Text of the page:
November 2015 Final Issue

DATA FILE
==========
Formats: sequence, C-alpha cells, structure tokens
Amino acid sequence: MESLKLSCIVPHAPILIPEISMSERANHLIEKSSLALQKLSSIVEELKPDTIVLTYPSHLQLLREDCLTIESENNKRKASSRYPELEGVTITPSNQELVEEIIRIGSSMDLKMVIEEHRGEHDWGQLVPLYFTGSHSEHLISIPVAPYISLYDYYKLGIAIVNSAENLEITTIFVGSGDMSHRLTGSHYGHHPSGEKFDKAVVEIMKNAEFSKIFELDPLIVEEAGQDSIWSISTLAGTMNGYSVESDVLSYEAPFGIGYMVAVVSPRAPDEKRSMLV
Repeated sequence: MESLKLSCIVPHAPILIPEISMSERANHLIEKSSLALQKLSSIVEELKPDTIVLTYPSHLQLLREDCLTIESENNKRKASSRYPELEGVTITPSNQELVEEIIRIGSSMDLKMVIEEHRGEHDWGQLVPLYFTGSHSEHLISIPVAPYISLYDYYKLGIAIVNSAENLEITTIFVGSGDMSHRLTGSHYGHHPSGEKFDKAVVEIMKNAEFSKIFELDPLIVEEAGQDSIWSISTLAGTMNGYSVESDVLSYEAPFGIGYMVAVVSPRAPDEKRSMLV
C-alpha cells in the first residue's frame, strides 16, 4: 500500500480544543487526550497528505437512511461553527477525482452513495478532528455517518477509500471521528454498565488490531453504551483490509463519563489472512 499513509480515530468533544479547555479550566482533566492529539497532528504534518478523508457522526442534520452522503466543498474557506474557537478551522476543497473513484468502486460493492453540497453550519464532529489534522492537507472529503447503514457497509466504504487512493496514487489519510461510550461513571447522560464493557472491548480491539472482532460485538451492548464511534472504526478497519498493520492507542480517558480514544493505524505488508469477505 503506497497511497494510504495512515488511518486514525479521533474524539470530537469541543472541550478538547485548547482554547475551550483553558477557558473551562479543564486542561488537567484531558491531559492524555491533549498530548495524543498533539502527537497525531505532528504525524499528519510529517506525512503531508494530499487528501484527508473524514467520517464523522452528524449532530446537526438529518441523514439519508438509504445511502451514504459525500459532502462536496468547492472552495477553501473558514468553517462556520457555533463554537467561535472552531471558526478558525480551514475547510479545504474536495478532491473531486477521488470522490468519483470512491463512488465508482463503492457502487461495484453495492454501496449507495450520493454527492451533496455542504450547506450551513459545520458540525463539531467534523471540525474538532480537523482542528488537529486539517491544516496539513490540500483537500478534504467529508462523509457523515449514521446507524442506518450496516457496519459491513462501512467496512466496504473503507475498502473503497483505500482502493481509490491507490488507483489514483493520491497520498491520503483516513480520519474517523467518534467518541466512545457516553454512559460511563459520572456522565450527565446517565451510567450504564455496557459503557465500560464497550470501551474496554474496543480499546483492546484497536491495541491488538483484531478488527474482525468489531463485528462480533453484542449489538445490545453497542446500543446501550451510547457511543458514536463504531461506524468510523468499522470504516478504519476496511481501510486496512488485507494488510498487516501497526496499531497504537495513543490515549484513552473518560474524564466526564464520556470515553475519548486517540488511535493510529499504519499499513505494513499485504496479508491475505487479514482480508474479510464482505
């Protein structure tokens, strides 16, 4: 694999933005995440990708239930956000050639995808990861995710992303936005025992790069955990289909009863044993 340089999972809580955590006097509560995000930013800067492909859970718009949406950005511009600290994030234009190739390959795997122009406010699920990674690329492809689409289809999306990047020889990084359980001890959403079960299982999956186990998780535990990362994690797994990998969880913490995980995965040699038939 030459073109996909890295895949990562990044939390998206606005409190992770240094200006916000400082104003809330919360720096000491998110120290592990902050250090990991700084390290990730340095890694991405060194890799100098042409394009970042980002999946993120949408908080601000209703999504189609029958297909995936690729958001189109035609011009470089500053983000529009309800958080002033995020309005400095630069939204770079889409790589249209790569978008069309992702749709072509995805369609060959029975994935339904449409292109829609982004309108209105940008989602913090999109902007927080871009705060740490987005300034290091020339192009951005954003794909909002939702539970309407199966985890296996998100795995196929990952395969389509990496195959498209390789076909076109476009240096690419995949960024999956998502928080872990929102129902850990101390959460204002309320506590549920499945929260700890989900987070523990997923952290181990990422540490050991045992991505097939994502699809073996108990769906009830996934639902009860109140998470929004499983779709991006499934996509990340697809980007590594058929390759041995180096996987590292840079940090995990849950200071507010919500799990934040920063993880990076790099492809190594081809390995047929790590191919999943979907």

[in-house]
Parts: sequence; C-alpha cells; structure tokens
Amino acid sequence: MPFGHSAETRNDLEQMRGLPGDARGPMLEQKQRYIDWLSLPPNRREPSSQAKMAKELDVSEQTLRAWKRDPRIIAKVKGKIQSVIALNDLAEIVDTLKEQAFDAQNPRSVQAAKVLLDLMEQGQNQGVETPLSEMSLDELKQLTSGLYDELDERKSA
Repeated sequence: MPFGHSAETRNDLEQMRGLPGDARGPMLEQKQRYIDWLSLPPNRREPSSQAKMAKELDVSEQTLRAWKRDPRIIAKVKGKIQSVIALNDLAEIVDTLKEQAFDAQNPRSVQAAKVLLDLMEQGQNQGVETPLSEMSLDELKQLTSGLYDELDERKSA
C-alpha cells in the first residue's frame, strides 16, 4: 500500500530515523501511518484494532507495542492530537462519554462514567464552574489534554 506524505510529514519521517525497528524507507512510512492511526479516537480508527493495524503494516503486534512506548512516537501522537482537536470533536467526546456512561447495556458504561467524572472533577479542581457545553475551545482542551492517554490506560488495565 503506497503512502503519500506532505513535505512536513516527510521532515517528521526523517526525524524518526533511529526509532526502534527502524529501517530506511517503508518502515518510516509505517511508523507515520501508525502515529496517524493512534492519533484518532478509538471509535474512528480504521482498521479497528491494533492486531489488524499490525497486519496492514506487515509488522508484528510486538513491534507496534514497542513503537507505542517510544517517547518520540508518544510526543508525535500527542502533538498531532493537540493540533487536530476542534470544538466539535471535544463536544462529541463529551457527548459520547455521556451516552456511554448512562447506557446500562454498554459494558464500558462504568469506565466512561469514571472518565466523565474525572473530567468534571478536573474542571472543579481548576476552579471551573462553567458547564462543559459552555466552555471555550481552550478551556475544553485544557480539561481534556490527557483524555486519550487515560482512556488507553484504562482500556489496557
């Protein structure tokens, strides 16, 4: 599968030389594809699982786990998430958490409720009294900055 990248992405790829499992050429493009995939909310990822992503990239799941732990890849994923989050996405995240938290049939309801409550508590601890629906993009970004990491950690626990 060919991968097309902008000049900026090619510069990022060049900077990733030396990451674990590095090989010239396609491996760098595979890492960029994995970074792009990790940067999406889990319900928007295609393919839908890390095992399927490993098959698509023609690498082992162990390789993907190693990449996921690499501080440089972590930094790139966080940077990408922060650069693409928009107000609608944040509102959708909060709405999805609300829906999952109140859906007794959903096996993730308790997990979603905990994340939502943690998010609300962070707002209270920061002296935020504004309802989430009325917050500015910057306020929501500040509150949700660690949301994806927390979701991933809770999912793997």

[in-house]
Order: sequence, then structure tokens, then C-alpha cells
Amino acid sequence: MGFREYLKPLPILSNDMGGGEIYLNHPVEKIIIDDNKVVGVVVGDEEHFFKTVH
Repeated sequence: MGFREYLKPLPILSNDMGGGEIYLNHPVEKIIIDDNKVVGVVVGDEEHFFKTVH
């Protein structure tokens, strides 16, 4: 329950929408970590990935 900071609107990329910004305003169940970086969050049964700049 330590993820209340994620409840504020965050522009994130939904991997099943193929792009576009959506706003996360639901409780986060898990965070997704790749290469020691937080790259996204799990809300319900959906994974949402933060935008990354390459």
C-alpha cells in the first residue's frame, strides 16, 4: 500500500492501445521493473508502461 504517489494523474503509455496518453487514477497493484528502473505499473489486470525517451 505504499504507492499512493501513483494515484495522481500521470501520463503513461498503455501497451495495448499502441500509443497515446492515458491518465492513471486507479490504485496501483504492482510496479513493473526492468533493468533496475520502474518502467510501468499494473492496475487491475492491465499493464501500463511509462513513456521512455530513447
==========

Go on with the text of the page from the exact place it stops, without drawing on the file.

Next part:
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Sex